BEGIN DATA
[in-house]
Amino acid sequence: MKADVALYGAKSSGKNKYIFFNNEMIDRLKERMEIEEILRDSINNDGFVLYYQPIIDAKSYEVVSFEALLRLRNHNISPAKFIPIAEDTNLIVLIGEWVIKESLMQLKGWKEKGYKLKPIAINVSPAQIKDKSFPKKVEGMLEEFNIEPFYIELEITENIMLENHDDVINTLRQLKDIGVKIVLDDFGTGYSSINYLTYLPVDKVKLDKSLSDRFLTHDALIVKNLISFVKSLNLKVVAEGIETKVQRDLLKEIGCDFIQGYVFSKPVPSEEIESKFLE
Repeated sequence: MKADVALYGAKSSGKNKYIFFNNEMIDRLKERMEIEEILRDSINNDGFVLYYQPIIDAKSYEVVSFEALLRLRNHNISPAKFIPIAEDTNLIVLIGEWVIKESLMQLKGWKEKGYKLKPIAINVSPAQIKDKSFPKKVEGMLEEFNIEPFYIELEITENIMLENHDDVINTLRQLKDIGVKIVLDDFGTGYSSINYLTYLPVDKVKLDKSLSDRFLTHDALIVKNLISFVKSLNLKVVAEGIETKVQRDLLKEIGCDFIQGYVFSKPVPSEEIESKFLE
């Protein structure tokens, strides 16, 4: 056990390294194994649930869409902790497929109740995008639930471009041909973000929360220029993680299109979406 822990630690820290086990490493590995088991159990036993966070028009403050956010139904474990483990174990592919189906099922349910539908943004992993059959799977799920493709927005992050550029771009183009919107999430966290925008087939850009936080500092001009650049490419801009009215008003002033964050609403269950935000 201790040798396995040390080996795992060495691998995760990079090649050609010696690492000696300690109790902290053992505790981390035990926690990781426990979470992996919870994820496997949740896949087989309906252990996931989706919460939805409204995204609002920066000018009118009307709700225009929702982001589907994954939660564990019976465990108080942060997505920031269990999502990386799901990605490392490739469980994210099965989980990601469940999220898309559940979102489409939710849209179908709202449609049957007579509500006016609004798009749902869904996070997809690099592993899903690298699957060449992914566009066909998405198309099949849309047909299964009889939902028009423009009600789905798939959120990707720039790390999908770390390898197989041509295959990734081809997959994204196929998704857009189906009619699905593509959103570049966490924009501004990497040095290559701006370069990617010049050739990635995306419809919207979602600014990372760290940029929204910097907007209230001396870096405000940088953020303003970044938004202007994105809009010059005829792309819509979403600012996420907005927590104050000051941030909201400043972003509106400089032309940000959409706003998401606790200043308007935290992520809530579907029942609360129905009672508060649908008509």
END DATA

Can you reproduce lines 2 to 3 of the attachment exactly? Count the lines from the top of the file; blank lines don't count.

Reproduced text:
Amino acid sequence: MKADVALYGAKSSGKNKYIFFNNEMIDRLKERMEIEEILRDSINNDGFVLYYQPIIDAKSYEVVSFEALLRLRNHNISPAKFIPIAEDTNLIVLIGEWVIKESLMQLKGWKEKGYKLKPIAINVSPAQIKDKSFPKKVEGMLEEFNIEPFYIELEITENIMLENHDDVINTLRQLKDIGVKIVLDDFGTGYSSINYLTYLPVDKVKLDKSLSDRFLTHDALIVKNLISFVKSLNLKVVAEGIETKVQRDLLKEIGCDFIQGYVFSKPVPSEEIESKFLE
Repeated sequence: MKADVALYGAKSSGKNKYIFFNNEMIDRLKERMEIEEILRDSINNDGFVLYYQPIIDAKSYEVVSFEALLRLRNHNISPAKFIPIAEDTNLIVLIGEWVIKESLMQLKGWKEKGYKLKPIAINVSPAQIKDKSFPKKVEGMLEEFNIEPFYIELEITENIMLENHDDVINTLRQLKDIGVKIVLDDFGTGYSSINYLTYLPVDKVKLDKSLSDRFLTHDALIVKNLISFVKSLNLKVVAEGIETKVQRDLLKEIGCDFIQGYVFSKPVPSEEIESKFLE